We saw this article about a community ending a food desert by opening their own grocery store and we knew it was a must share.
A decade ago, there were more than 50 liquor stores in West Oakland and zero full-service grocery stores. But in 2009, community members launched Mandela Foods Cooperative, a health food store in the neighborhood with a small but Whole Foods-like produce section.
Despite the high failure rates of new businesses–around 70% fail after 10 years–the store has survived. This year, it will expand into a new retail space more than twice as large.
“Mandela Foods came about really from a community push to begin to address the issues of food insecurity and economic disparities in West Oakland,” says Dana Harvey, executive director of Mandela Marketplace, a nonprofit that launched shortly after the worker-owned grocery store to help support it and other food-focused, community-driven initiatives in the area.
Harvey and other activists helped lead the creation of the store. “One of the solutions the community identified that would be important is that they should own their own grocery store.”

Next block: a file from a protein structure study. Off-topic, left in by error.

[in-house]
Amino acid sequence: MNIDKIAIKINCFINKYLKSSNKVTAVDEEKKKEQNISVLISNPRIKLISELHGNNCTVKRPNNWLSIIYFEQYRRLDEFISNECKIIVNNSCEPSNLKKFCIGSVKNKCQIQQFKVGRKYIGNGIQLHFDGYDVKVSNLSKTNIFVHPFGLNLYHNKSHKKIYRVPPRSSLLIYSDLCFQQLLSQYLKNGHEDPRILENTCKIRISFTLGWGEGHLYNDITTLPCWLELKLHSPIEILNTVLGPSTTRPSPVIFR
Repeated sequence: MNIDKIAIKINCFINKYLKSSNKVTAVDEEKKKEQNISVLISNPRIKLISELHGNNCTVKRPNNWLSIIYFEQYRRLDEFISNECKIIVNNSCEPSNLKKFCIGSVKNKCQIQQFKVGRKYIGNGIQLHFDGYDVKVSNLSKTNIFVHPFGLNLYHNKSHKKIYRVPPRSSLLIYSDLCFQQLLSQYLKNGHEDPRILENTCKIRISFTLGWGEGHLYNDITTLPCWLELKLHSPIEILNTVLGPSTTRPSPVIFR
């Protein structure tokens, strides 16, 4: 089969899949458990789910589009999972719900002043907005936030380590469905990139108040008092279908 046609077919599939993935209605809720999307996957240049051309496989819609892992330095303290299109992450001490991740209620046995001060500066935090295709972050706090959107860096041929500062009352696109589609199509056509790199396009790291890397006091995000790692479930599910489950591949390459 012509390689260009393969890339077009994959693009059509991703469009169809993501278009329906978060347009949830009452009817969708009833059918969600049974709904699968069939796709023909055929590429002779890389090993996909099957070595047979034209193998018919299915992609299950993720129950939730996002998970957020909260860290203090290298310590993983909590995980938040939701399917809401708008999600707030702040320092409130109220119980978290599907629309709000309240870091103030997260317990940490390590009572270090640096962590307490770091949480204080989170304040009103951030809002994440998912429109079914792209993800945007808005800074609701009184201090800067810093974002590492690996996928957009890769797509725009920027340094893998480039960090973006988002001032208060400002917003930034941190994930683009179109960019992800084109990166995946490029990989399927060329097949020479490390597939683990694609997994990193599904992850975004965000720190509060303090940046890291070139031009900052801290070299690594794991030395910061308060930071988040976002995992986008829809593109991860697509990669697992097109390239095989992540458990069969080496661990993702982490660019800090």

Have you seen any other articles about a communiy ending a food desert or have ideas? Leave us a comment and let us know.
Here are 10 Facts About Food Desserts from our friends at DoSomething.org:
1 – “Food deserts” are geographic areas where access to affordable, healthy food options are limited or nonexistent because grocery stores are too far away.
2 – About 23.5 million people live in food deserts. Nearly half of them are also low-income.
3 – Approximately 2.3 million people (2.2% of all US households) live in low-income, rural areas that are more than 10 miles from a supermarket.
4 – Food deserts may be under-reported because the North American Industry Classification System places small corner grocery stores. These are sometimes placed in the same category as grocery stores like Safeway and Whole Foods.
5 – Residents living in food deserts also have a hard time finding foods that are culturally relevant and that meet their dietary restrictions.
6 – There is a $400 million investment from the government towards this initiative. This will go towards providing tax breaks for supermarkets that open in food deserts.
7 – You can find food deserts near you with the USDA’s new food desert locator map.
8 – People living in the poorest SES (social-economic status) areas have 2.5 times the exposure to fast-food restaurants as those living in the wealthiest areas.
9 – With limited options, many people living in food deserts get meals from fast-food restaurants.
10 – Food insecurity has a high correlation with increased diabetes rates.